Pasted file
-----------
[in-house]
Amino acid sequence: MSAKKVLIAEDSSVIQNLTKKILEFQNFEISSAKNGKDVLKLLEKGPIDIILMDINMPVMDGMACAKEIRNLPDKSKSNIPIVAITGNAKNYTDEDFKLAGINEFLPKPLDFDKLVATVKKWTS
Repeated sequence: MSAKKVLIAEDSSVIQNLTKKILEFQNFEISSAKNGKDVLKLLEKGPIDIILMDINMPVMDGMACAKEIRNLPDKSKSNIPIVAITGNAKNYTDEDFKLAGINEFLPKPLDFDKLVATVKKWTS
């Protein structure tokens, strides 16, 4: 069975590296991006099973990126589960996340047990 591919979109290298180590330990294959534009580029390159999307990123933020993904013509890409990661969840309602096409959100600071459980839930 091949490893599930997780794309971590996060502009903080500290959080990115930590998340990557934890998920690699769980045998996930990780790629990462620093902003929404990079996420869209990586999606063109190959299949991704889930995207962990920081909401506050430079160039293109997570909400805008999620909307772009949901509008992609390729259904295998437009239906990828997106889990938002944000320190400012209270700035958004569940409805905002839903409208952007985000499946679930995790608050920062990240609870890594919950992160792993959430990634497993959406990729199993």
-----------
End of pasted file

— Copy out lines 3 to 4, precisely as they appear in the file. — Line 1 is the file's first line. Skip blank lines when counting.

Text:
Repeated sequence: MSAKKVLIAEDSSVIQNLTKKILEFQNFEISSAKNGKDVLKLLEKGPIDIILMDINMPVMDGMACAKEIRNLPDKSKSNIPIVAITGNAKNYTDEDFKLAGINEFLPKPLDFDKLVATVKKWTS
């Protein structure tokens, strides 16, 4: 069975590296991006099973990126589960996340047990 591919979109290298180590330990294959534009580029390159999307990123933020993904013509890409990661969840309602096409959100600071459980839930 091949490893599930997780794309971590996060502009903080500290959080990115930590998340990557934890998920690699769980045998996930990780790629990462620093902003929404990079996420869209990586999606063109190959299949991704889930995207962990920081909401506050430079160039293109997570909400805008999620909307772009949901509008992609390729259904295998437009239906990828997106889990938002944000320190400012209270700035958004569940409805905002839903409208952007985000499946679930995790608050920062990240609870890594919950992160792993959430990634497993959406990729199993």